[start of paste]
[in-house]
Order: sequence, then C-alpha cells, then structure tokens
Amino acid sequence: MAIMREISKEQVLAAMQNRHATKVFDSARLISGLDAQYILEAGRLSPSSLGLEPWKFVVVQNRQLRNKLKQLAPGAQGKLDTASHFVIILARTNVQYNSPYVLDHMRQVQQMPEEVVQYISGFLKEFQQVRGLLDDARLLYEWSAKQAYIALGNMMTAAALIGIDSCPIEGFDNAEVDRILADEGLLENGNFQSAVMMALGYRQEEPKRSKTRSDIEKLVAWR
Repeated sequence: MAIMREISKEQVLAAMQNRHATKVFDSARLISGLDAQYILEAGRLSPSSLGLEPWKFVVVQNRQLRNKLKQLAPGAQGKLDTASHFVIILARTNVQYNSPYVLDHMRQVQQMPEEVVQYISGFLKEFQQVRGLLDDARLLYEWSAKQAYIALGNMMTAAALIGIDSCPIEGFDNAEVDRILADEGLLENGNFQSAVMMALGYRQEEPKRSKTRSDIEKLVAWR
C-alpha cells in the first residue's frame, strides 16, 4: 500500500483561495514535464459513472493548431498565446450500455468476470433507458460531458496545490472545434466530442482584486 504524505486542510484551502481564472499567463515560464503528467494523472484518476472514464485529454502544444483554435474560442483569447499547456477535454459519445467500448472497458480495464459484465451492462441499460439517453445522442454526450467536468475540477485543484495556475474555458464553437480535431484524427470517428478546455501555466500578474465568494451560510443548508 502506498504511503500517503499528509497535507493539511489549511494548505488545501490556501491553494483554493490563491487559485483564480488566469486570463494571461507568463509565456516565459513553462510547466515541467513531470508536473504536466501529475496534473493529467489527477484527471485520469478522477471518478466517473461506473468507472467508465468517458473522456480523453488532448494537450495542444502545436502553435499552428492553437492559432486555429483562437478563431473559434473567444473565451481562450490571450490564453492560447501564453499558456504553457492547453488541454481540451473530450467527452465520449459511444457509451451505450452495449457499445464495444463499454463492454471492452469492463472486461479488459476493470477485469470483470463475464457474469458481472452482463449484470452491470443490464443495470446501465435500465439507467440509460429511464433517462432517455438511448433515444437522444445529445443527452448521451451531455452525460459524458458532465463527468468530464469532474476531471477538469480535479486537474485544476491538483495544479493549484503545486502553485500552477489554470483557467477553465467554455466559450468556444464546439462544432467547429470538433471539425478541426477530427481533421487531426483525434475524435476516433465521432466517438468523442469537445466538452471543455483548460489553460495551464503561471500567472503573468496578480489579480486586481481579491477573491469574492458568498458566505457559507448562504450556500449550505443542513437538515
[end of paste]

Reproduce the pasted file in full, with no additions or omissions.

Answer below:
[in-house]
Order: sequence, then C-alpha cells, then structure tokens
Amino acid sequence: MAIMREISKEQVLAAMQNRHATKVFDSARLISGLDAQYILEAGRLSPSSLGLEPWKFVVVQNRQLRNKLKQLAPGAQGKLDTASHFVIILARTNVQYNSPYVLDHMRQVQQMPEEVVQYISGFLKEFQQVRGLLDDARLLYEWSAKQAYIALGNMMTAAALIGIDSCPIEGFDNAEVDRILADEGLLENGNFQSAVMMALGYRQEEPKRSKTRSDIEKLVAWR
Repeated sequence: MAIMREISKEQVLAAMQNRHATKVFDSARLISGLDAQYILEAGRLSPSSLGLEPWKFVVVQNRQLRNKLKQLAPGAQGKLDTASHFVIILARTNVQYNSPYVLDHMRQVQQMPEEVVQYISGFLKEFQQVRGLLDDARLLYEWSAKQAYIALGNMMTAAALIGIDSCPIEGFDNAEVDRILADEGLLENGNFQSAVMMALGYRQEEPKRSKTRSDIEKLVAWR
C-alpha cells in the first residue's frame, strides 16, 4: 500500500483561495514535464459513472493548431498565446450500455468476470433507458460531458496545490472545434466530442482584486 504524505486542510484551502481564472499567463515560464503528467494523472484518476472514464485529454502544444483554435474560442483569447499547456477535454459519445467500448472497458480495464459484465451492462441499460439517453445522442454526450467536468475540477485543484495556475474555458464553437480535431484524427470517428478546455501555466500578474465568494451560510443548508 502506498504511503500517503499528509497535507493539511489549511494548505488545501490556501491553494483554493490563491487559485483564480488566469486570463494571461507568463509565456516565459513553462510547466515541467513531470508536473504536466501529475496534473493529467489527477484527471485520469478522477471518478466517473461506473468507472467508465468517458473522456480523453488532448494537450495542444502545436502553435499552428492553437492559432486555429483562437478563431473559434473567444473565451481562450490571450490564453492560447501564453499558456504553457492547453488541454481540451473530450467527452465520449459511444457509451451505450452495449457499445464495444463499454463492454471492452469492463472486461479488459476493470477485469470483470463475464457474469458481472452482463449484470452491470443490464443495470446501465435500465439507467440509460429511464433517462432517455438511448433515444437522444445529445443527452448521451451531455452525460459524458458532465463527468468530464469532474476531471477538469480535479486537474485544476491538483495544479493549484503545486502553485500552477489554470483557467477553465467554455466559450468556444464546439462544432467547429470538433471539425478541426477530427481533421487531426483525434475524435476516433465521432466517438468523442469537445466538452471543455483548460489553460495551464503561471500567472503573468496578480489579480486586481481579491477573491469574492458568498458566505457559507448562504450556500449550505443542513437538515